A break from speaking Chinese and watching a documentary on food?! Sign me up.
We watched an episode of a new CCTV series called A Bite of China, and I was immediately blown away. This is the Planet Earth of food documentaries. The cinematography is amazing. I have seen many of the things in this documentary, and know they are cooked in dirty little hovel kitchens, with rusty tools and unwashed hands. Yet, when I watched it on the show I found myself literally drooling, wishing I could try some. The steam buns were like tiny little yellow mountains, the soy bean paste, which I know I don’t like, looked smooth and velvety and even the donkey grinding the rice into nian gao looked soft and clean.
It is a 7-episode series and it showcases more than just the food. It creates a story around each one. For instance, in episode 2 (about the staple foods in China) it shows a rural family (living in one of those cave houses) making these special yellow steamed bun things. It shows not only how they make it, but it follows the man as he goes into the city to sell it, showing what his life is like.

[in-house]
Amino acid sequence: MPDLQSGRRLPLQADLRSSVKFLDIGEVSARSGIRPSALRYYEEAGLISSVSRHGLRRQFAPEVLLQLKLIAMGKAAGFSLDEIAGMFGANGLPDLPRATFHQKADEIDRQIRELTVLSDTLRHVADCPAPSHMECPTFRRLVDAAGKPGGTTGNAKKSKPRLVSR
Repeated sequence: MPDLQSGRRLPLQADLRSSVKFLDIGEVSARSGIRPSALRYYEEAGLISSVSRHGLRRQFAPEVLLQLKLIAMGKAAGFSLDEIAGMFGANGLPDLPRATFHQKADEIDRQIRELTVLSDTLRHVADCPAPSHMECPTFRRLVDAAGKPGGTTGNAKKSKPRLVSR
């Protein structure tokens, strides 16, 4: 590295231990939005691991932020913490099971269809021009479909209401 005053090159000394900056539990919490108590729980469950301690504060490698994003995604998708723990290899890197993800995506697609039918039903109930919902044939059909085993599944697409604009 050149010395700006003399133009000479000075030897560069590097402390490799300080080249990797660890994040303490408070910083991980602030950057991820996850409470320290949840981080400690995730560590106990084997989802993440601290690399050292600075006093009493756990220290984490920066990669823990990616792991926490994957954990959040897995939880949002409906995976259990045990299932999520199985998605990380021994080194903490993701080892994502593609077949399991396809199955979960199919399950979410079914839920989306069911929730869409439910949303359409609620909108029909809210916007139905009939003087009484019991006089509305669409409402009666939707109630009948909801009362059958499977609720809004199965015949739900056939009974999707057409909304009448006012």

It’s absolutely fascinating and I’m not the only one to think so. It has screened in Cannes Film Festival to much critical success and it has blown up in China. CCTV said it has attracted 30% more viewers than normal, and it has been viewed 20 million times online. Every time I went into a DVD store in Kunming people were looking at it and buying it.
Unfortunately there is no official English version yet (though CCTV says it is working on it and will broadcast it on its international channel soon) but I found one intrepid person nine who is translating the episodes him (or her) self. You can find the first two episodes below (each is about 50 minutes, so watch when you have the time.)
When we imagine food cultures, I think we tend to think of France and Italy as the leaders. Countries that revolve around delicious cuisine, eating large family meals with fresh ingredients drinking vino from a vineyard down the street. But the longer I live in China, the more I realize that China is truly a food culture, with food playing such an important part not only in daily life, but throughout history. I’ve never lived in a place where love, respect and fun was so directly linked to the food you eat.
Enjoy Bite of China, and please, try not to drool on your computer.